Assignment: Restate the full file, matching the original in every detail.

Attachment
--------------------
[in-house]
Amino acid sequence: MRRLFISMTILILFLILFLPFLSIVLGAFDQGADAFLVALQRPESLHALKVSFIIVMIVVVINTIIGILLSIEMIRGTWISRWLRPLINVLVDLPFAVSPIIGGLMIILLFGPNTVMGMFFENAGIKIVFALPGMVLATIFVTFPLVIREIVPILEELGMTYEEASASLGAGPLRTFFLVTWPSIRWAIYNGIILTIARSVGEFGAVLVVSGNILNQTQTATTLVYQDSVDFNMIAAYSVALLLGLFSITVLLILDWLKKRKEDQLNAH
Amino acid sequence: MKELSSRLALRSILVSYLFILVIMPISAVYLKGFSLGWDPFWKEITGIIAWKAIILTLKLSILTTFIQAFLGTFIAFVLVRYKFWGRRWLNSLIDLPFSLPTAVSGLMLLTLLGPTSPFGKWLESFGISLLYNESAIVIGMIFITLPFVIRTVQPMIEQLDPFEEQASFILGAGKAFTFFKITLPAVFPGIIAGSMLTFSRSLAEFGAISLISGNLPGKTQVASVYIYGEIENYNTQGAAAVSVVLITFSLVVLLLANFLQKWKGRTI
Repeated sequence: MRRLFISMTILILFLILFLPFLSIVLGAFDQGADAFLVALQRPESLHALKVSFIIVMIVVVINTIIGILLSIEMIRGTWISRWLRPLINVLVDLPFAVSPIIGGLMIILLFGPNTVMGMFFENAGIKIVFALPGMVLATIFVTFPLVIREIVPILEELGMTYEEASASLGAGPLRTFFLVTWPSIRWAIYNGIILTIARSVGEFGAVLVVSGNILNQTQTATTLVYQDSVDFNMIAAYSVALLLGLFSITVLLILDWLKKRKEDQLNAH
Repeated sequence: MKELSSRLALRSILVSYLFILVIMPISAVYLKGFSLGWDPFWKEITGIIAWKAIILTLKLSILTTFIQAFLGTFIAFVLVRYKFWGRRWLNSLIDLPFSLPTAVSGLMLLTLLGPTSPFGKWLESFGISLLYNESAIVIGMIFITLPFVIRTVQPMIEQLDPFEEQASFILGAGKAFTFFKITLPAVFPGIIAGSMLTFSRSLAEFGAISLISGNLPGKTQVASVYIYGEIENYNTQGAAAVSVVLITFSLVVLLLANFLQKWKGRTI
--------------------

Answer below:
[in-house]
Amino acid sequence: MRRLFISMTILILFLILFLPFLSIVLGAFDQGADAFLVALQRPESLHALKVSFIIVMIVVVINTIIGILLSIEMIRGTWISRWLRPLINVLVDLPFAVSPIIGGLMIILLFGPNTVMGMFFENAGIKIVFALPGMVLATIFVTFPLVIREIVPILEELGMTYEEASASLGAGPLRTFFLVTWPSIRWAIYNGIILTIARSVGEFGAVLVVSGNILNQTQTATTLVYQDSVDFNMIAAYSVALLLGLFSITVLLILDWLKKRKEDQLNAH
Amino acid sequence: MKELSSRLALRSILVSYLFILVIMPISAVYLKGFSLGWDPFWKEITGIIAWKAIILTLKLSILTTFIQAFLGTFIAFVLVRYKFWGRRWLNSLIDLPFSLPTAVSGLMLLTLLGPTSPFGKWLESFGISLLYNESAIVIGMIFITLPFVIRTVQPMIEQLDPFEEQASFILGAGKAFTFFKITLPAVFPGIIAGSMLTFSRSLAEFGAISLISGNLPGKTQVASVYIYGEIENYNTQGAAAVSVVLITFSLVVLLLANFLQKWKGRTI
Repeated sequence: MRRLFISMTILILFLILFLPFLSIVLGAFDQGADAFLVALQRPESLHALKVSFIIVMIVVVINTIIGILLSIEMIRGTWISRWLRPLINVLVDLPFAVSPIIGGLMIILLFGPNTVMGMFFENAGIKIVFALPGMVLATIFVTFPLVIREIVPILEELGMTYEEASASLGAGPLRTFFLVTWPSIRWAIYNGIILTIARSVGEFGAVLVVSGNILNQTQTATTLVYQDSVDFNMIAAYSVALLLGLFSITVLLILDWLKKRKEDQLNAH
Repeated sequence: MKELSSRLALRSILVSYLFILVIMPISAVYLKGFSLGWDPFWKEITGIIAWKAIILTLKLSILTTFIQAFLGTFIAFVLVRYKFWGRRWLNSLIDLPFSLPTAVSGLMLLTLLGPTSPFGKWLESFGISLLYNESAIVIGMIFITLPFVIRTVQPMIEQLDPFEEQASFILGAGKAFTFFKITLPAVFPGIIAGSMLTFSRSLAEFGAISLISGNLPGKTQVASVYIYGEIENYNTQGAAAVSVVLITFSLVVLLLANFLQKWKGRTI